Unstoppable people keep their inner fires burning by developing the characteristics necessary to become successful. Unstoppable people are like warriors. They are always ready to take on the world. They are guided by a light from within, full of boundless energy and unwavering in their goals. They have learned to activate their natural talents and develop the skills necessary to achieve whatever they aim for. How do they do this? Where do they find the stamina and strength to keep going? Unstoppable people keep their inner fires burning by developing the characteristics necessary to become successful. Here are 15 traits that will help you go from being a solid achiever to being a truly unstoppable person.
One of the UK’s leading accountancy firms, PwC, announced recently that it was getting rid of landline telephones on all office desks, with all staff being expected to use mobiles by the end of the summer. Is this an option for SMEs, however? Basepoint Business Centres, one of the leading providers of virtual offices in the UK, take a keen interest in all matters which affect the small business community. Here we look at the extent to which the use of landline phones has declined – and why dispensing with your company landlines may not be a good idea.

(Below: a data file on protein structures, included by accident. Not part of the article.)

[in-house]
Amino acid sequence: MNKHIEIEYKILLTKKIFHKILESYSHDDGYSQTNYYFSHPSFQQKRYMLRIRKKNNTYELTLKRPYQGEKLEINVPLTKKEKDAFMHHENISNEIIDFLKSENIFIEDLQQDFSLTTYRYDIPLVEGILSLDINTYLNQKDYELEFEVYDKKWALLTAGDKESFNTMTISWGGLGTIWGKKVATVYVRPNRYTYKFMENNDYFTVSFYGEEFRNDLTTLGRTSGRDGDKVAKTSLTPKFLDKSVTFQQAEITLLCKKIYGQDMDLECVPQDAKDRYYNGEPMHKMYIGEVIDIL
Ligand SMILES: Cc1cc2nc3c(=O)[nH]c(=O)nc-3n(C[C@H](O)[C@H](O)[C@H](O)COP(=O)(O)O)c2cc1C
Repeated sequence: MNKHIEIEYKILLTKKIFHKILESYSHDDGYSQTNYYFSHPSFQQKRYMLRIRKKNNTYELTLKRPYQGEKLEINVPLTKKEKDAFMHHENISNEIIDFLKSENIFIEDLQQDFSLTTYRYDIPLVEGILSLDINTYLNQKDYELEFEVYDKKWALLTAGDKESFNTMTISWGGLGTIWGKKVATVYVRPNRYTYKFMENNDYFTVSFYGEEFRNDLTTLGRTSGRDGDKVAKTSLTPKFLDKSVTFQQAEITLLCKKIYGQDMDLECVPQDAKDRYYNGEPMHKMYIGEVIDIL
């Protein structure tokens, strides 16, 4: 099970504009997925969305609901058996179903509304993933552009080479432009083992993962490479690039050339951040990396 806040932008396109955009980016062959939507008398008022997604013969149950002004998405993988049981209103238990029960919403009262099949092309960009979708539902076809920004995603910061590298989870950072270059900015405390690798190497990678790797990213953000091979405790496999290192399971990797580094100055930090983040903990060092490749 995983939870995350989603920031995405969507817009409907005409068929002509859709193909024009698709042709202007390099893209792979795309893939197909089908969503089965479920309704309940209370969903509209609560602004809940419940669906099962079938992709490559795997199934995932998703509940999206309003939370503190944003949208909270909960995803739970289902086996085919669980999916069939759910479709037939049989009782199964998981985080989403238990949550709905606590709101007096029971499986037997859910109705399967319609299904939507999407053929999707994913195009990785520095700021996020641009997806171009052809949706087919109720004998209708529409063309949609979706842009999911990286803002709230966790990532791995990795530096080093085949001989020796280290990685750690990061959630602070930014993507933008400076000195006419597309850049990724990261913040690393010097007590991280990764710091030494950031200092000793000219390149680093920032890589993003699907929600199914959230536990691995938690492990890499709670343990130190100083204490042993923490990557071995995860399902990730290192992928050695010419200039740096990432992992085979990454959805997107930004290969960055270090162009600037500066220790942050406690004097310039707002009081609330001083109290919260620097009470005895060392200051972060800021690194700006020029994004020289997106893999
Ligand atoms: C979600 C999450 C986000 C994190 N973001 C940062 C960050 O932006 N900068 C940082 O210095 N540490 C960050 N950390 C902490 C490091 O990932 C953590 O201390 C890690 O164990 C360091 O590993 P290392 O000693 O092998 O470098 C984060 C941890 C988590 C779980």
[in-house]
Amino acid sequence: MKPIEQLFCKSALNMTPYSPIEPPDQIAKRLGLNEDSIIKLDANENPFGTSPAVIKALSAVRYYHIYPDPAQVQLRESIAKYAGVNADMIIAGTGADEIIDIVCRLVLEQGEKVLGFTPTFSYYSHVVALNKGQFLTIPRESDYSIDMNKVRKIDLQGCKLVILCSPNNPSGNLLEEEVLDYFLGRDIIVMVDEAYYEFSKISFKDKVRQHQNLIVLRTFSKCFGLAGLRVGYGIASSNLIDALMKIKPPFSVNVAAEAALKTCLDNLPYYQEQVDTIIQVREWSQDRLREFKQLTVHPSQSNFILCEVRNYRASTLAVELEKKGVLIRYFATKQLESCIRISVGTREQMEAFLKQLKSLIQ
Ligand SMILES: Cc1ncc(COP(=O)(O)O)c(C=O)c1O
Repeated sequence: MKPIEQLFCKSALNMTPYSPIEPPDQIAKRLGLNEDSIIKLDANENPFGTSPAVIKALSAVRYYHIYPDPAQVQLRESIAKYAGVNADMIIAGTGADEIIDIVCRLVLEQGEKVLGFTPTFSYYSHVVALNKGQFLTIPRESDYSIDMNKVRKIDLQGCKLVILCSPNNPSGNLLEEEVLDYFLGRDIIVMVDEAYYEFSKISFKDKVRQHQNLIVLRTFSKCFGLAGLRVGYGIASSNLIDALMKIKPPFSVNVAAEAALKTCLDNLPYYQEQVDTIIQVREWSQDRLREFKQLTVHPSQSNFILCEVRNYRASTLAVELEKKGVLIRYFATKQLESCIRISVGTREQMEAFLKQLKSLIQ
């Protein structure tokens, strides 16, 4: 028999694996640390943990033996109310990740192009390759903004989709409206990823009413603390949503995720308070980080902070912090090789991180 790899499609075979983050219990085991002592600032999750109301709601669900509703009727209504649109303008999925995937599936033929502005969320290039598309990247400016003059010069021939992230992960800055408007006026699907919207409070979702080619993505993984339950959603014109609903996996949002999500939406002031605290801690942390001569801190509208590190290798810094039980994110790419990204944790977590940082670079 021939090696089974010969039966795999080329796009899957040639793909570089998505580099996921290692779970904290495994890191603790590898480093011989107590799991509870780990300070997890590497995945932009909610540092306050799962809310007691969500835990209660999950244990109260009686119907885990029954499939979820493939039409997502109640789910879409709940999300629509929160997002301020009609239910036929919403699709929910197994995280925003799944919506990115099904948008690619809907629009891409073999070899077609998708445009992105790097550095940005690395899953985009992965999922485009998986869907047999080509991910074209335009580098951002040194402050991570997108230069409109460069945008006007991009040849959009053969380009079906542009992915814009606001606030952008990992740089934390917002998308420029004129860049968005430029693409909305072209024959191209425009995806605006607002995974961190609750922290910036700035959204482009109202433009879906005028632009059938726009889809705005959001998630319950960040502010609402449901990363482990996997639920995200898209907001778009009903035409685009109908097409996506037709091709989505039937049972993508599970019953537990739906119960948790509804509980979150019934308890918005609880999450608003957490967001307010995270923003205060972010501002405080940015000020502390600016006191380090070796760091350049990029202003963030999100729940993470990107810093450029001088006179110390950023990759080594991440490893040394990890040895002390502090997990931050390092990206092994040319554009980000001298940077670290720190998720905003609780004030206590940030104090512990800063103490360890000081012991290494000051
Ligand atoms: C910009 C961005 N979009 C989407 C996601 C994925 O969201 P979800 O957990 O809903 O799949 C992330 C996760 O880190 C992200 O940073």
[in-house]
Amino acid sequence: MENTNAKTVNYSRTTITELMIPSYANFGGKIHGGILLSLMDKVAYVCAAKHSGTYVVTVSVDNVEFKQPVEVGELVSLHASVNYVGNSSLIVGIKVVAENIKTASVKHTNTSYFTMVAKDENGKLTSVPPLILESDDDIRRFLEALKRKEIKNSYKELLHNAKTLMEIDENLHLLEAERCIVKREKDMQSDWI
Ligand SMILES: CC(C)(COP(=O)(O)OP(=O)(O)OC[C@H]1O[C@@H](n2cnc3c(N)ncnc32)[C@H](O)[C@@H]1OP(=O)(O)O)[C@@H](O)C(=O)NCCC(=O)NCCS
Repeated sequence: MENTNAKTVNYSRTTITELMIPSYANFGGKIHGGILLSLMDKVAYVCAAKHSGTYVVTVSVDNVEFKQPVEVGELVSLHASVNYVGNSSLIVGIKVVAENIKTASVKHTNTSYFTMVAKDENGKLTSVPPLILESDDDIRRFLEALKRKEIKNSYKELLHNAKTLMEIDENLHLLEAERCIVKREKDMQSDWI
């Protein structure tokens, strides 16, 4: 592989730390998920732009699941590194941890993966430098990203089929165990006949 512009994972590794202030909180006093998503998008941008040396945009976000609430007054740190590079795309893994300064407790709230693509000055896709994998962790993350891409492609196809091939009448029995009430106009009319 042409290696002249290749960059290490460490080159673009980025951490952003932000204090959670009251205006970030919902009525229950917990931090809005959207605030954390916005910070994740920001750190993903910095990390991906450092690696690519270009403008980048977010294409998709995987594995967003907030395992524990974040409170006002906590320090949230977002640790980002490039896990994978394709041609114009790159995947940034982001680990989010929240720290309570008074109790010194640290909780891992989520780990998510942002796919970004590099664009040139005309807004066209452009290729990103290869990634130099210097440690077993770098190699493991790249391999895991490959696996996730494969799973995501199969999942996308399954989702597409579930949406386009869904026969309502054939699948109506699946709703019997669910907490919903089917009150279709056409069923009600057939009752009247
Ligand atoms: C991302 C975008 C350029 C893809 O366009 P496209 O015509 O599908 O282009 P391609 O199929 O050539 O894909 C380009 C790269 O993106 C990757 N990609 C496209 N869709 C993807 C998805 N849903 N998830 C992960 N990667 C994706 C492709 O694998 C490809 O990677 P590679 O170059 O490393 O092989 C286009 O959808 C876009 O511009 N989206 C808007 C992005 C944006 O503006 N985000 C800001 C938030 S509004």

Winchester has a lot to offer, and not all of it costs a fortune to do.
Whats on in and around Winchester this half term and Halloween.
New research reveals most employees have ideas to improve the business, yet many companies are failing to listen to them. Over a third of employees (34 per cent) worldwide think that their company doesn’t listen to their ideas for improving the business. The findings from Sideways6 have been announced alongside the launch of its inaugural State of Employee Ideas report, which explores how employees at all levels, at businesses of all sizes, all over the world feel their company treats their ideas. In today’s world, where employees are investing more time into finding new ways for their company to improve, research discovered that 82 per cent of employees have ideas about how their company can achieve this. However, many respondents also think their ideas are being ignored by their employers, with 39 per cent of females feeling that their ideas are not being listened to, compared to 30 per cent of males.